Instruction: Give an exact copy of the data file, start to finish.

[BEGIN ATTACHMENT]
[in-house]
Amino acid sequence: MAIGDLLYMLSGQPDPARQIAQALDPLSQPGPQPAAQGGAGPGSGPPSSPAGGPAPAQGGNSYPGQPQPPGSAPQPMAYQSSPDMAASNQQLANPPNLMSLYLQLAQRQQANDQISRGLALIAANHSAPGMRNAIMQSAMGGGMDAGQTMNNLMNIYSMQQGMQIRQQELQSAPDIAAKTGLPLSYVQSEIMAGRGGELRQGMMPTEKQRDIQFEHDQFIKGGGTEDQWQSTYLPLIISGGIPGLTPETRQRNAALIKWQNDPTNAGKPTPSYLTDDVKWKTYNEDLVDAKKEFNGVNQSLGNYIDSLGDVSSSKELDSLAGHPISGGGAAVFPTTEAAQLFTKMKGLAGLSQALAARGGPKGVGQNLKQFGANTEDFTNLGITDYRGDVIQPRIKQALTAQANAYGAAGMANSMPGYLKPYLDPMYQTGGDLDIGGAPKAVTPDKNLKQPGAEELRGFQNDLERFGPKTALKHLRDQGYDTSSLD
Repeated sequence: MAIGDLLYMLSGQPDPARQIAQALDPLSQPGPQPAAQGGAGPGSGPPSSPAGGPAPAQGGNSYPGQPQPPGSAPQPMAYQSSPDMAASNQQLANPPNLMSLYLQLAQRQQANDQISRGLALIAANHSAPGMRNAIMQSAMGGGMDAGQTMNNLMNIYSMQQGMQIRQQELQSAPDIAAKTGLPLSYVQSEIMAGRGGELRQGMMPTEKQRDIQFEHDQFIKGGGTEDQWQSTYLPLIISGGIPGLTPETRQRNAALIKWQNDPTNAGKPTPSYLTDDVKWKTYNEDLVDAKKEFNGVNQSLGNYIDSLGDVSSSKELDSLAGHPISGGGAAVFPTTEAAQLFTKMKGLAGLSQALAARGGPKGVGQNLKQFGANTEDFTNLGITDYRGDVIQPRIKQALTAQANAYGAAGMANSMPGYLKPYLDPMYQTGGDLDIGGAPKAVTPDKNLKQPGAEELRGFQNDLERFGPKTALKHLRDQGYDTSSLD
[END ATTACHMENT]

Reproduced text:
[in-house]
Amino acid sequence: MAIGDLLYMLSGQPDPARQIAQALDPLSQPGPQPAAQGGAGPGSGPPSSPAGGPAPAQGGNSYPGQPQPPGSAPQPMAYQSSPDMAASNQQLANPPNLMSLYLQLAQRQQANDQISRGLALIAANHSAPGMRNAIMQSAMGGGMDAGQTMNNLMNIYSMQQGMQIRQQELQSAPDIAAKTGLPLSYVQSEIMAGRGGELRQGMMPTEKQRDIQFEHDQFIKGGGTEDQWQSTYLPLIISGGIPGLTPETRQRNAALIKWQNDPTNAGKPTPSYLTDDVKWKTYNEDLVDAKKEFNGVNQSLGNYIDSLGDVSSSKELDSLAGHPISGGGAAVFPTTEAAQLFTKMKGLAGLSQALAARGGPKGVGQNLKQFGANTEDFTNLGITDYRGDVIQPRIKQALTAQANAYGAAGMANSMPGYLKPYLDPMYQTGGDLDIGGAPKAVTPDKNLKQPGAEELRGFQNDLERFGPKTALKHLRDQGYDTSSLD
Repeated sequence: MAIGDLLYMLSGQPDPARQIAQALDPLSQPGPQPAAQGGAGPGSGPPSSPAGGPAPAQGGNSYPGQPQPPGSAPQPMAYQSSPDMAASNQQLANPPNLMSLYLQLAQRQQANDQISRGLALIAANHSAPGMRNAIMQSAMGGGMDAGQTMNNLMNIYSMQQGMQIRQQELQSAPDIAAKTGLPLSYVQSEIMAGRGGELRQGMMPTEKQRDIQFEHDQFIKGGGTEDQWQSTYLPLIISGGIPGLTPETRQRNAALIKWQNDPTNAGKPTPSYLTDDVKWKTYNEDLVDAKKEFNGVNQSLGNYIDSLGDVSSSKELDSLAGHPISGGGAAVFPTTEAAQLFTKMKGLAGLSQALAARGGPKGVGQNLKQFGANTEDFTNLGITDYRGDVIQPRIKQALTAQANAYGAAGMANSMPGYLKPYLDPMYQTGGDLDIGGAPKAVTPDKNLKQPGAEELRGFQNDLERFGPKTALKHLRDQGYDTSSLD